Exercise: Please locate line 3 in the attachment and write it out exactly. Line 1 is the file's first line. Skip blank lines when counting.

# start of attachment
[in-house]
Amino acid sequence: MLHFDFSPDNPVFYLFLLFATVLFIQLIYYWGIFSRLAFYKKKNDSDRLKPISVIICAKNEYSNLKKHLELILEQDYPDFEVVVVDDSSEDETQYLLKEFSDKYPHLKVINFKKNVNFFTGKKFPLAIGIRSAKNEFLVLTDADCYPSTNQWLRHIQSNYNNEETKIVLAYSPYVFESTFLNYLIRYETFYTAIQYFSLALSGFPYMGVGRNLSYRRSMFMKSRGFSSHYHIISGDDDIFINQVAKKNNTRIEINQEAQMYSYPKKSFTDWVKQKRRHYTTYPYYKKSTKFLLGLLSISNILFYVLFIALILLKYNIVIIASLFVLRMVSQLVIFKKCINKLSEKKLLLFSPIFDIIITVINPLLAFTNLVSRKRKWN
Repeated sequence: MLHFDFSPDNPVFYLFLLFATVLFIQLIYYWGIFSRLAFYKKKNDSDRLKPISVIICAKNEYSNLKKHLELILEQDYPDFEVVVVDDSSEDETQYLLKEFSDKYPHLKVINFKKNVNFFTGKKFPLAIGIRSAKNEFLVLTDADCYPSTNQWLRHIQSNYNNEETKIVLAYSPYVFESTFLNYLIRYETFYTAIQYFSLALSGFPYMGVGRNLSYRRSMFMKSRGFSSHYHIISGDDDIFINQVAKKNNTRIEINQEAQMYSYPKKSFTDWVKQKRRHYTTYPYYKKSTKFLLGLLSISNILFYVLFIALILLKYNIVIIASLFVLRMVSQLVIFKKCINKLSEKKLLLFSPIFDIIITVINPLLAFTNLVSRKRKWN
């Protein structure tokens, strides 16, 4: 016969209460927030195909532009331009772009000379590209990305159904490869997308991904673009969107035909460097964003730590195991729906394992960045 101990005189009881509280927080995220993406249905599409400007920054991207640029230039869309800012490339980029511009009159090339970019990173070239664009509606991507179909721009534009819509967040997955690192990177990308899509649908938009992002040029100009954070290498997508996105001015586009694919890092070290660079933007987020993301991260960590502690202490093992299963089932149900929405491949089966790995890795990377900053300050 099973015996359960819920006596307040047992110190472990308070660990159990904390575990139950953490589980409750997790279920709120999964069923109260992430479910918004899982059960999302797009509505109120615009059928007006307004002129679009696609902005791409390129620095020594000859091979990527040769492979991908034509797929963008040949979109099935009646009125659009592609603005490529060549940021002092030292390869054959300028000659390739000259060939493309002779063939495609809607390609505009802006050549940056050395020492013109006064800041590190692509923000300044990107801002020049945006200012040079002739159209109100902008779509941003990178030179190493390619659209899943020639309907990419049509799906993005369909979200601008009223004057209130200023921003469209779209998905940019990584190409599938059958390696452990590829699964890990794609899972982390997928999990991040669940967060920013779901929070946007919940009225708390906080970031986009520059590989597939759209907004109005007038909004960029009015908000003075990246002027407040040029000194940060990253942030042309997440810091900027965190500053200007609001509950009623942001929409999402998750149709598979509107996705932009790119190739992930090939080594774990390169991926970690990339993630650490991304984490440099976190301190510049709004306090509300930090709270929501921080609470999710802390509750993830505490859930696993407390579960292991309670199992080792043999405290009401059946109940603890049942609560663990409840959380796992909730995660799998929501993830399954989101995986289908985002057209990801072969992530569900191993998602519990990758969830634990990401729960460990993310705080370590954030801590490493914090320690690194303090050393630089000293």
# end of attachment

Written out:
Repeated sequence: MLHFDFSPDNPVFYLFLLFATVLFIQLIYYWGIFSRLAFYKKKNDSDRLKPISVIICAKNEYSNLKKHLELILEQDYPDFEVVVVDDSSEDETQYLLKEFSDKYPHLKVINFKKNVNFFTGKKFPLAIGIRSAKNEFLVLTDADCYPSTNQWLRHIQSNYNNEETKIVLAYSPYVFESTFLNYLIRYETFYTAIQYFSLALSGFPYMGVGRNLSYRRSMFMKSRGFSSHYHIISGDDDIFINQVAKKNNTRIEINQEAQMYSYPKKSFTDWVKQKRRHYTTYPYYKKSTKFLLGLLSISNILFYVLFIALILLKYNIVIIASLFVLRMVSQLVIFKKCINKLSEKKLLLFSPIFDIIITVINPLLAFTNLVSRKRKWN